And there was one additional factor in the case of the cultivated persons, if they did not dedicate themselves to love as exclusively as Bonadea did: they no longer had the boon of credit and had not acquired the gift of deceit.

— The Man Without Qualities

A wave of hot love went over her to the infant.

— Sons and Lovers

She had all the loveliness and freshness of youth, yet she was not a child, and if she loved him, she loved him consciously, as a woman should love: that was one thing.

— Anna Karenina

At such moments everything adds to your loathsome distress, forcing you in your weakened state to see things, people, and the future as they are, that is, as skeletons, as nothings, which you will nevertheless have to love, cherish, and defend as if they existed.

— Journey to the End of the Night

Naked and hot with love; boiling with desire; stroking my trembling breasts and arms.

— Pedro Páramo

Even in her happiest moments, Mme. de Rênal always doubted that my love was as great as hers.

— The Red and the Black

I no longer love you, sir; my wild imagination played me false.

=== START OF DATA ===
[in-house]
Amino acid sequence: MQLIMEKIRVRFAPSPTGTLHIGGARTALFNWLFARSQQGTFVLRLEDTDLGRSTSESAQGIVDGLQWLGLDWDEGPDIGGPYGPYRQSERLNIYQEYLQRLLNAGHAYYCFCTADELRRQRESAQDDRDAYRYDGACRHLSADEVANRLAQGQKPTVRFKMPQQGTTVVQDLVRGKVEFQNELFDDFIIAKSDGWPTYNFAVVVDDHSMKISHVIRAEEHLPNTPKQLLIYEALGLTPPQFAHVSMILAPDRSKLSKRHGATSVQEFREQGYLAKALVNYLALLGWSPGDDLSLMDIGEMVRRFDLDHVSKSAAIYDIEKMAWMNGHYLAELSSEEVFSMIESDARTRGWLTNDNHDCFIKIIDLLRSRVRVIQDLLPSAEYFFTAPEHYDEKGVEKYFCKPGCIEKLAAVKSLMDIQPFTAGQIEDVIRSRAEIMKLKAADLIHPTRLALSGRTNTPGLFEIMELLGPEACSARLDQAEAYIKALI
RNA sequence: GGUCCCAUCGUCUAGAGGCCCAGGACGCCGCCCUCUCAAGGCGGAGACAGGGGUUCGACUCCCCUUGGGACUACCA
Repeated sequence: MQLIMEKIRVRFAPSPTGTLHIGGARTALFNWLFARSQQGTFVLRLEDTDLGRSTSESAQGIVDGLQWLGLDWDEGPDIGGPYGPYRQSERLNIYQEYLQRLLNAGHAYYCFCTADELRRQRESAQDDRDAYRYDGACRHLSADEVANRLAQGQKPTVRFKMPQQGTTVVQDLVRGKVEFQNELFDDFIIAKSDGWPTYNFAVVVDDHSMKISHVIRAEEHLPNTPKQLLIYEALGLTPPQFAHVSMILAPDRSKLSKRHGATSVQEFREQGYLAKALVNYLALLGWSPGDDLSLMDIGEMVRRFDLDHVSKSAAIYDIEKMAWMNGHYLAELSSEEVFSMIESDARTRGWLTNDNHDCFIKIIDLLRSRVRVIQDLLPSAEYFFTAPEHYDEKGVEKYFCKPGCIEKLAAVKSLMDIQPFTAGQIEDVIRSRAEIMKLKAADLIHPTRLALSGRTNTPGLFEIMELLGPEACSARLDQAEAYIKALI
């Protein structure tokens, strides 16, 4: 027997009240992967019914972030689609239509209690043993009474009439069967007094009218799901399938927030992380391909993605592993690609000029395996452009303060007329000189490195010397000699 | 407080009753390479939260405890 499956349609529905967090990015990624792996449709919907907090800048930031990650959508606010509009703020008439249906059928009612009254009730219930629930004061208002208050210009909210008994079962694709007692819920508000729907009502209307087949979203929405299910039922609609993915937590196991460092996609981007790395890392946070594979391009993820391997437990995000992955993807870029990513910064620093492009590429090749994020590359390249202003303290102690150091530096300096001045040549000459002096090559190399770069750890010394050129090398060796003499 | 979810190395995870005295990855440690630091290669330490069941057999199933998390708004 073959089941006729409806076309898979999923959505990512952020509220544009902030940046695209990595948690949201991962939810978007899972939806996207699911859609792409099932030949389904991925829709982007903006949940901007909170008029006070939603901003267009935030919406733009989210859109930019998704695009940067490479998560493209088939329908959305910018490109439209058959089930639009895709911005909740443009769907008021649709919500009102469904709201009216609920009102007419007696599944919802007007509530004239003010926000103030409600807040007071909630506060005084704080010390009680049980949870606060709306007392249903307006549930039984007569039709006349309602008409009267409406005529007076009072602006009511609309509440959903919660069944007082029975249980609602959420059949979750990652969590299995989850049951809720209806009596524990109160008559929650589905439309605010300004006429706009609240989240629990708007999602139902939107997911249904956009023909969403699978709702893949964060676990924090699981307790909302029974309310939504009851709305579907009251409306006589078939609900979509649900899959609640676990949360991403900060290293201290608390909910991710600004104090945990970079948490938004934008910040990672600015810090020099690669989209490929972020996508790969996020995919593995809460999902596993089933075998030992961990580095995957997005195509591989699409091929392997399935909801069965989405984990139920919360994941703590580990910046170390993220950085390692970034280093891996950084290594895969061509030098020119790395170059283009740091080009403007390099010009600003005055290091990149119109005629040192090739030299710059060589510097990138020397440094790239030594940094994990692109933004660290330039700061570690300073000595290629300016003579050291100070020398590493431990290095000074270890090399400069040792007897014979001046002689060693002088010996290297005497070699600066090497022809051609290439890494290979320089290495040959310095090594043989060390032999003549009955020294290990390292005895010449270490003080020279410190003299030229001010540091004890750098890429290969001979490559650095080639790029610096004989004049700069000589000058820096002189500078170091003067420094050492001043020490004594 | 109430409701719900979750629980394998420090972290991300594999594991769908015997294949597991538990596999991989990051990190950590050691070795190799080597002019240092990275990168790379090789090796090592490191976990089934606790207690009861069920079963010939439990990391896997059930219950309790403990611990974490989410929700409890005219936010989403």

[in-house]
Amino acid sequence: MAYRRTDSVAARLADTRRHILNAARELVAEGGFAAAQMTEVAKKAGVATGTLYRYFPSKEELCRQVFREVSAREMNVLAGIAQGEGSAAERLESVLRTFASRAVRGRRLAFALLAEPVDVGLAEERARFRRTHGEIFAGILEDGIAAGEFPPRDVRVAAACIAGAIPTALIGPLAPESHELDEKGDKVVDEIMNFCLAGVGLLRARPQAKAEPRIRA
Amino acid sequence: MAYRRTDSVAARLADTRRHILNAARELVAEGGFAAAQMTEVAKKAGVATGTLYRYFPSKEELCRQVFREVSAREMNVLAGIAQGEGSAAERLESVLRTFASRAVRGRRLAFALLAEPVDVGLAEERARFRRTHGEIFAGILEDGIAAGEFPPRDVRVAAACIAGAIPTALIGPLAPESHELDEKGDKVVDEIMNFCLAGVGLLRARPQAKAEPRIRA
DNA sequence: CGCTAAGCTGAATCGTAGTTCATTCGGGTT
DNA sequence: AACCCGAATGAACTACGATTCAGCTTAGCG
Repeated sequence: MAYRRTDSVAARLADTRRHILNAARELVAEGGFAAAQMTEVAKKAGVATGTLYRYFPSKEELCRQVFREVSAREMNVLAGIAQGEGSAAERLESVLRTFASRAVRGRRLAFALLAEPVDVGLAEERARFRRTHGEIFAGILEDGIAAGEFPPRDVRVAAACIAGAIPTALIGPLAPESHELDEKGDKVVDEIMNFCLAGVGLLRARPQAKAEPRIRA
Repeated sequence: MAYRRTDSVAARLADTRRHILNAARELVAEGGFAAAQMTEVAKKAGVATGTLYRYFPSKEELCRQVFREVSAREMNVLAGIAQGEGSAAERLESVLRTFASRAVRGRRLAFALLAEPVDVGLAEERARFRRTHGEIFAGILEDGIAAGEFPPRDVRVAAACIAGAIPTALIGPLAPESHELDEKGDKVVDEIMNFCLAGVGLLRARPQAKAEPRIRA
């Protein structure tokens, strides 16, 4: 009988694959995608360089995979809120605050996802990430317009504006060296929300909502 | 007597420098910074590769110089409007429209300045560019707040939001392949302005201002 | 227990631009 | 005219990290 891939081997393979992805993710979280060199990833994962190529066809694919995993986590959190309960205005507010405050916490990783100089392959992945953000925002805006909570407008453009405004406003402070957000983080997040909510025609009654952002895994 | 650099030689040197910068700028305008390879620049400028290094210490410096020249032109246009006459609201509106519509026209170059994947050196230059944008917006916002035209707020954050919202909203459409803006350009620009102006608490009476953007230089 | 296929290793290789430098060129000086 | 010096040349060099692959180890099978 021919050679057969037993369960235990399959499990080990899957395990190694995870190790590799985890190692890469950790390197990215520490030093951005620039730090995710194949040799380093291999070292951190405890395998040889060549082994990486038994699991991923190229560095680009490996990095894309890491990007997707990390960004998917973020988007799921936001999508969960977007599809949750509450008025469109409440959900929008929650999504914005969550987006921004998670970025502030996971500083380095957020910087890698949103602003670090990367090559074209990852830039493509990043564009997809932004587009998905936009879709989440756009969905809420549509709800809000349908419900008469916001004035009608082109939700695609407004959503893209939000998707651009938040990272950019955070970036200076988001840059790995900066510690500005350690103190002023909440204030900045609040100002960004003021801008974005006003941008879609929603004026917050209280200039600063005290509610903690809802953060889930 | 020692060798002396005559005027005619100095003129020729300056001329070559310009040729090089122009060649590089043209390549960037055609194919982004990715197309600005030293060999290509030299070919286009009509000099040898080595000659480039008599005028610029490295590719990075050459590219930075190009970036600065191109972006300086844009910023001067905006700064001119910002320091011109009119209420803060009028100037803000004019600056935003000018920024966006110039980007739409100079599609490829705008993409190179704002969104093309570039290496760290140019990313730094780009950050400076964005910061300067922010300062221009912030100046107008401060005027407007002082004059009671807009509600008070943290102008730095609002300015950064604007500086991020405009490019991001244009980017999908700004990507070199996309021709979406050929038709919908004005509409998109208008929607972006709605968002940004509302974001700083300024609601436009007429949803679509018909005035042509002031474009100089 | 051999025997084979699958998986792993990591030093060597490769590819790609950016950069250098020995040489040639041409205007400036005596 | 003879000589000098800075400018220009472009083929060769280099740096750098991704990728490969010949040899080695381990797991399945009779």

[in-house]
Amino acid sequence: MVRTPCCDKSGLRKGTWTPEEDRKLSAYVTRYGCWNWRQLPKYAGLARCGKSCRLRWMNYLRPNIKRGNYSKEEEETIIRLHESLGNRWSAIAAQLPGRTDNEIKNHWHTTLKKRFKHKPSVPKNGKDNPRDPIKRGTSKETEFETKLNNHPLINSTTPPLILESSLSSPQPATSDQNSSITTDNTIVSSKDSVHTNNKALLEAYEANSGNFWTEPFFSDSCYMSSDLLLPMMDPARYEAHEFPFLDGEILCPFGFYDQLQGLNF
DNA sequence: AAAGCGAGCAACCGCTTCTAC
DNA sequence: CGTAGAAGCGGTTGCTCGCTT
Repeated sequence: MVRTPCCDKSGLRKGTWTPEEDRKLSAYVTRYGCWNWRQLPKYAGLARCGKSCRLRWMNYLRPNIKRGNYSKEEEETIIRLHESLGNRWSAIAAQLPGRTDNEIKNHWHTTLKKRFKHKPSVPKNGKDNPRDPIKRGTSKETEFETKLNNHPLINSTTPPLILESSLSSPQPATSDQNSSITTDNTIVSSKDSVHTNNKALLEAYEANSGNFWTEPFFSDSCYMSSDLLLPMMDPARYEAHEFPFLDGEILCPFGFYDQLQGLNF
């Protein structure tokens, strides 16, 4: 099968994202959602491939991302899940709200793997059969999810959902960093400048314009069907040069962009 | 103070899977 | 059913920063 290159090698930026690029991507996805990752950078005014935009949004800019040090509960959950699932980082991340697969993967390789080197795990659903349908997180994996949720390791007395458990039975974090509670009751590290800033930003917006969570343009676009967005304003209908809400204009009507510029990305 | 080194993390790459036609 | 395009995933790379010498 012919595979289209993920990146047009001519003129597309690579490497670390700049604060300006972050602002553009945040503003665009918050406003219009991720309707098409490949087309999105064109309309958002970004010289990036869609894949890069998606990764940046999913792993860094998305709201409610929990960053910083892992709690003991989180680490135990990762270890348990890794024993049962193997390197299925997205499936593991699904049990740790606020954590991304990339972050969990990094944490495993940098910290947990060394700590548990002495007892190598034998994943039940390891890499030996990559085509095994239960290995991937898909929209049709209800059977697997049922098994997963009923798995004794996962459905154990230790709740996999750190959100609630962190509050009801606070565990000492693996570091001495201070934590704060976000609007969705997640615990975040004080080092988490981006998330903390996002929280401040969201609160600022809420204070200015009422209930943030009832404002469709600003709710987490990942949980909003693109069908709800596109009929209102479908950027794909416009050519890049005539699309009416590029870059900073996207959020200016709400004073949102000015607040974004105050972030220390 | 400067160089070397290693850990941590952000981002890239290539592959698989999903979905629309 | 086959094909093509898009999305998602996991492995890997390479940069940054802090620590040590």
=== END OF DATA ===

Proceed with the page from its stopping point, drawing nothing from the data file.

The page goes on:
— The Red and the Black

Ah! how I’d love to tell him off!

— The Red and the Black

The same Kitty that Vronsky was in love with,’ thought Anna, ‘the one he remembered with love.

— Anna Karenina

Ulrich, however, was by that time so far gone in love that he no longer had any wish except to get as quickly and as far away as possible from the proximity of the origin of that love.

— The Man Without Qualities

The end of her keen suffering, daughter of suspicion, a present happiness of which she had never dreamed, sent her into raptures of love and wild gaiety.

— The Red and the Black

I want to tell you that they are capable of great love and that, when they fall in love with a woman, they will love her with an idealistic, spiritual love.

— The Brothers Karamazov

Supposedly, they were singing about some little setback in love.

— Journey to the End of the Night
money

Because if he hadn’t trampled on the money but had taken it, one hour later, at home, he would have wept bitterly at this new humiliation.

— The Brothers Karamazov

In his youth he had often enjoyed this sight, at that time when he still stood gazing into life’s shop-window, lacking the money to walk inside, and at the most could ponder on what his destiny might later bring him.

— The Man Without Qualities

Understandably enough, he felt that whatever negligible sums of money the natives called their own should remain available to the tax collector.

— Journey to the End of the Night